On 25 February 2015, the new signal TV5Monde Brésil was launched broadcasting its programming with Portuguese subtitles.
Monaco was announced to be joining the service with its upcoming public service broadcaster, TVMonaco (formerly called Monte-Carlo Riviera TV before its launch), from September 2022.
On the evening of 8 April 2015, TV5Monde was the victim of a cyberattack by a hacker group known as "CyberCaliphate", which claimed to have ties to the terrorist organization Islamic State of Iraq and the Levant (ISIL). The hackers breached the broadcaster's internal systems in what Director Yves Bigot described as an "unprecedented" attack, overriding TV5Monde's broadcast programming for over three hours, with service only partially restored in the early hours of the following morning. Normal broadcasting services were still disrupted late into 9 April. Various computerised internal administrative and support systems including e-mail were also still shut down or otherwise inaccessible because of the attack. The hackers also hijacked TV5Monde's Facebook and Twitter pages to post the personal information of relatives of French soldiers participating in actions against the organization, along with messages critical of President François Hollande arguing that the January 2015 terrorist attacks were "gifts" for his "unforgivable mistake" of partaking in conflicts that "[serve] no purpose".
As part of the official response to the attack, the French Minister of Culture and Communications, Fleur Pellerin, called for an emergency meeting of the heads of various major media outlets and groups. The meeting took place on 10 April at an undisclosed location. French Prime Minister Manuel Valls called the attack "an unacceptable insult to freedom of information and expression". A colleague in his cabinet, the Interior Minister Bernard Cazeneuve, attempted to allay public concern by stating that France "had already increased its anti-hacking measures to protect against cyber-attacks" since the aforementioned terrorist attacks on January earlier that year, which had left a total of 20 people dead.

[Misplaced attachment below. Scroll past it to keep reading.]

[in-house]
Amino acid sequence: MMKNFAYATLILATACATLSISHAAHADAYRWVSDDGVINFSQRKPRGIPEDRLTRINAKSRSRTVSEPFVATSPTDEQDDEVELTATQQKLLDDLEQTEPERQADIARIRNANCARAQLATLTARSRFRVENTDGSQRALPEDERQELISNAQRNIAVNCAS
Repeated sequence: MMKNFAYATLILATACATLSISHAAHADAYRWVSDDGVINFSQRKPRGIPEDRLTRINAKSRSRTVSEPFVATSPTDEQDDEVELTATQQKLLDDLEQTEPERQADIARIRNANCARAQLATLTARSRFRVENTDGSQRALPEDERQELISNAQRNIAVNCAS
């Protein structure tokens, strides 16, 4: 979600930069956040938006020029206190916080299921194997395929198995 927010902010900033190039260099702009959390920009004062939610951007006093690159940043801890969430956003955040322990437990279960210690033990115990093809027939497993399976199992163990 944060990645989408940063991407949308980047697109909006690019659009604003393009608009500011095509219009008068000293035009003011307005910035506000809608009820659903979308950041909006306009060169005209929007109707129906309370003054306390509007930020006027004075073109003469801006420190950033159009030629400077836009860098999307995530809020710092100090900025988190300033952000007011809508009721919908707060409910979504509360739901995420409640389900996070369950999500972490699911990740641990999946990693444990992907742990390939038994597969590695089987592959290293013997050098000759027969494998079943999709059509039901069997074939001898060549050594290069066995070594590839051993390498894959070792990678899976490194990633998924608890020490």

French investigators later discounted the theory that the attack was connected to ISIL but instead suspected the APT28 or Pawn Storm, a hacking group with alleged links to the Russian government. Investigators concluded that the attack was a test of the same sorts of cyberweaponry that were used to switch off a power station in Ukraine.
As a result, Airbus Defence and Space implemented the Keelback Net cybersensor.
Most of its content is taken from mainstream networks in the French-speaking world, notably France Télévisions from France, RTBF from Belgium, RTS from Switzerland and the Radio-Canada and TVA networks in Canada. In addition to international news, TV5Monde broadcasts Ligue 1, Coupe de France final, France Six Nations matches, films and music magazines.
The number "5" in the name is the number of founding networks: Télévision Française 1 (TF1), Antenne 2 (France 2), FR 3 (France 3), TSR (RTS Un) and RTBF (La Une). The partnership making up the TV5Monde consortium are France Télévisions, Arte France, Institut national de l'audiovisuel, Canadian Broadcasting Corporation, TVMonaco, Télé-Québec, RTBF and RTS. The consortium owns 51% of the service, and the other 49% is owned by France Médias Monde, a holding company that manages France's international broadcasting services.